Pro tip…add your sugar solution to the bottom of the bottling bucket first then transfer. It will get a much better mix. If you add it after the beer is in the bucket, you may not get a good mix (avoid stirring as much as possible, limit oxygen, again more things you’ll learn eventually). If not mixed well, you could get some bottles over carbed, and some not carbed.
also use a calculator to figure out how much sugar to add until you get the hang of it. And double check. Don’t be like me and ruin a batch by not putting enough. (Not ruined, just a pain in the ass to fix).

Thanks. It's amazing how much you have to think (or worry) about, even with your first batch. I mentioned earlier that the well water in my house doesn't taste great and that I'll be using purified water. I woke up this morning wondering if I should avoid using the house water even when I'm cleaning my equipment. I never knew I had this kind of paranoia in me!!!
 
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SaisonMan

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Thanks. It's amazing how much you have to think (or worry) about, even with your first batch. I mentioned earlier that the well water in my house doesn't taste great and that I'll be using purified water. I woke up this morning wondering if I should avoid using the house water even when I'm cleaning my equipment. I never knew I had this kind of paranoia in me!!!
I should add that the tap water sometimes has a sulpher-y odor to it sometimes!
 

hotbeer

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I think you are being paranoid in both cases. Or at least over complicating your brew day for a beginner.

If you are doing extract, then I think straight RO or distilled water is good enough. For all grain, just buy some bottled water. Preferably one that publishes a analysis on their website where you can get every possible detail more so than just printed on the bottle. Even with that, I don't do any additions to my water chemistry yet. There are more important things to work on getting right on brew day.

As for trub coming out the spigot, just let the first trub filled stuff go into another container and when it's cleaner, then run it into your priming pot or bottles. If it was trub in the fermenter it'll be trub in your bottles. Drink from a glass and just don't pour with a shaky hand.
 

ike8228

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Thanks. It's amazing how much you have to think (or worry) about, even with your first batch. I mentioned earlier that the well water in my house doesn't taste great and that I'll be using purified water. I woke up this morning wondering if I should avoid using the house water even when I'm cleaning my equipment. I never knew I had this kind of paranoia in me!!!
Your house water will be fine if you sanitize after with something like Star San. Just do not rinse after. Leave the residue; it won’t hurt anything. Brewing is a rabbit hole. Everytime you ask a question, you have three more to ask by the time your done.
 
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SaisonMan

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One more question: The batch has been fermenting for 36 hours in my basement, where the temperature is 60 degrees. Is that warm enough? No activity yet in the airlock, though I know that's not always an indicator of activity.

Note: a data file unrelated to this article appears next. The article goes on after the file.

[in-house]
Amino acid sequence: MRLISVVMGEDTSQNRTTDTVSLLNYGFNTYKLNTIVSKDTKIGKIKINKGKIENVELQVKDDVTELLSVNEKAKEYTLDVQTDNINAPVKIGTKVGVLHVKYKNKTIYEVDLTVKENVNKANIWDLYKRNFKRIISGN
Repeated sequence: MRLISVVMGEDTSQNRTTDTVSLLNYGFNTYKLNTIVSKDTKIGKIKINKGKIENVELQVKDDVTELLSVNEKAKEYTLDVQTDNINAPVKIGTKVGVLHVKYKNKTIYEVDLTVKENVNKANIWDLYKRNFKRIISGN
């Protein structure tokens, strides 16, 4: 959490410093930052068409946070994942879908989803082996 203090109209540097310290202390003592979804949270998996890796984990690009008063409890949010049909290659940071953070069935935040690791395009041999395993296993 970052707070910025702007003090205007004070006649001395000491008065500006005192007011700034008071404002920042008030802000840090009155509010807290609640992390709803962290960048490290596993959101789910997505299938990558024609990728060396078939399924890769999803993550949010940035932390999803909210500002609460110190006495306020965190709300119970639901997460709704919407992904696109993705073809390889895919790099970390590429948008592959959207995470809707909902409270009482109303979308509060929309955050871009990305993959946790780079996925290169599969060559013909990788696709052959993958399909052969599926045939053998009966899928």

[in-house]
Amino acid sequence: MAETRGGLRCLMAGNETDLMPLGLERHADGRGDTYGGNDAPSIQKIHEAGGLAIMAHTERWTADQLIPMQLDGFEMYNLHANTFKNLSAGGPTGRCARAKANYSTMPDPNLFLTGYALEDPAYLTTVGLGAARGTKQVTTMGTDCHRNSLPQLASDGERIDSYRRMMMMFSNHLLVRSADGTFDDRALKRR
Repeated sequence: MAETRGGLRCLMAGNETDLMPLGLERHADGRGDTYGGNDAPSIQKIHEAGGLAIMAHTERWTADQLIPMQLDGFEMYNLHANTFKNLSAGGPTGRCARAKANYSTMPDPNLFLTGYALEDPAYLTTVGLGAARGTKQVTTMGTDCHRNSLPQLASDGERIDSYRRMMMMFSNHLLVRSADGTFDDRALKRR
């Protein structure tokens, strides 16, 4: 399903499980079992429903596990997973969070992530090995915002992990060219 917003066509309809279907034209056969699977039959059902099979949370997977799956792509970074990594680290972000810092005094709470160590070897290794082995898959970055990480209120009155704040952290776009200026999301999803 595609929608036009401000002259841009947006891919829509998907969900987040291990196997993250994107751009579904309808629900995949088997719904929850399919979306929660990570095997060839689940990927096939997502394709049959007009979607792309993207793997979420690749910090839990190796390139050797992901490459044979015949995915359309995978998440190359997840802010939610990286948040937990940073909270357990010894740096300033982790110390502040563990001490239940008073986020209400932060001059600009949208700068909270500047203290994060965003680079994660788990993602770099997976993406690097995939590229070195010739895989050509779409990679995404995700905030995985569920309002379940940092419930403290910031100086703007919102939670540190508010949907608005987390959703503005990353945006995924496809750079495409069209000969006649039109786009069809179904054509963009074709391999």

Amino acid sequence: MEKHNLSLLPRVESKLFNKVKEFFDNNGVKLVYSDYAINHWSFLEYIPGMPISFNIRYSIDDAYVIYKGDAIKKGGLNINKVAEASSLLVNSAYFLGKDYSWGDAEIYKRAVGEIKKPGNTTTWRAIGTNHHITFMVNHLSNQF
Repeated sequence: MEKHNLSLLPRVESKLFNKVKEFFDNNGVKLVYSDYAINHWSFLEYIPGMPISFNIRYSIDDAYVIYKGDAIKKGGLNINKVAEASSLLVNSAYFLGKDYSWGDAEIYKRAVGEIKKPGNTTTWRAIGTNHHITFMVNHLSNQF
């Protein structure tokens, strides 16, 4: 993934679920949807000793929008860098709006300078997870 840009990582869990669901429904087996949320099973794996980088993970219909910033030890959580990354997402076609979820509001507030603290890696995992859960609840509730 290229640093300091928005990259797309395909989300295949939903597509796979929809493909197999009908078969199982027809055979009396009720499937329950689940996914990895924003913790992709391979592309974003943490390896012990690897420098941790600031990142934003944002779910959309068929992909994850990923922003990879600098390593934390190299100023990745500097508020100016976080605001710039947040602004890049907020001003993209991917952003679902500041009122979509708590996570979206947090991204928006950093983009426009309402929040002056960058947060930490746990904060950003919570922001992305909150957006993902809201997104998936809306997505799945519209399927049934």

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That should be fine. Once the yeast are active the temperature inside the fermenter will be a couple degrees higher than ambient.

Are you using a bucket fermenter? Buckets are notoriously leaky so you may not see any bubbles in the airlock because the gas is escaping by other avenues.

I personally like a clear fermenter and I use a couple glass carboys. I also use one bucket fermenter and it drives me crazy not being able to see the krausen rise and fall or the "brightness" of the beer as the yeast drops out
 

GrowleyMonster

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That should be fine. Once the yeast are active the temperature inside the fermenter will be a couple degrees higher than ambient.

Are you using a bucket fermenter? Buckets are notoriously leaky so you may not see any bubbles in the airlock because the gas is escaping by other avenues.

I personally like a clear fermenter and I use a couple glass carboys. I also use one bucket fermenter and it drives me crazy not being able to see the krausen rise and fall or the "brightness" of the beer as the yeast drops out

I have four BMB's and I love them. When I first started, it was with buckets and by my second batch I hated them thoroughly. With the Big Mouth Bubbler, getting a good seal is easy, I have a spigot, and I can see my beer, krausen, and bottom cake. I drop a Tilt in there and I don't have to sample. I am thinking about trying a Fermonster, too. If it weren't for these very nice wide mouth clear plastic fermenters, I, too, would be using carboys. I want to see the beer, and I want a good seal. Otherwise, why even bother with an airlock? May as well go with open fermenting, if you can't get a dependable seal. And opening the buckets when you DO have a good seal can be an epic task.
 

Sam_92

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I've been eyeballing those fermonsters as well, I think that will be the next thing I buy after I finish getting my cask ale system set up.
 

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I feel zero desire/need to look inside the fermenter while the yeast is doing it's job. I've been using stainless fermenters since around 2011 and haven't regretted it one bit. Since we leave the 'clear' fermenters in the dark anyway why risk light strike doing it's damage to your beer? Once the wort enters the fermenter, I don't see it again until it's moving into keg, or going into the cans I'm filling (off conical, already carbonated).

For the OP... You want to have the fermenting beer inside the listed temperature range of the yeast you used. They publish that information for a reason. I typically target the middle of the range. Or I do for the yeast I use the most. Tht means either heating, or cooling, the batch to get in that spot (+/- 1F). If you're at 60F and the yeast range is 65-74F, you might want to warm things up a bit. I'm talking about the fermenting beer temperature, NOT the ambient room temperature.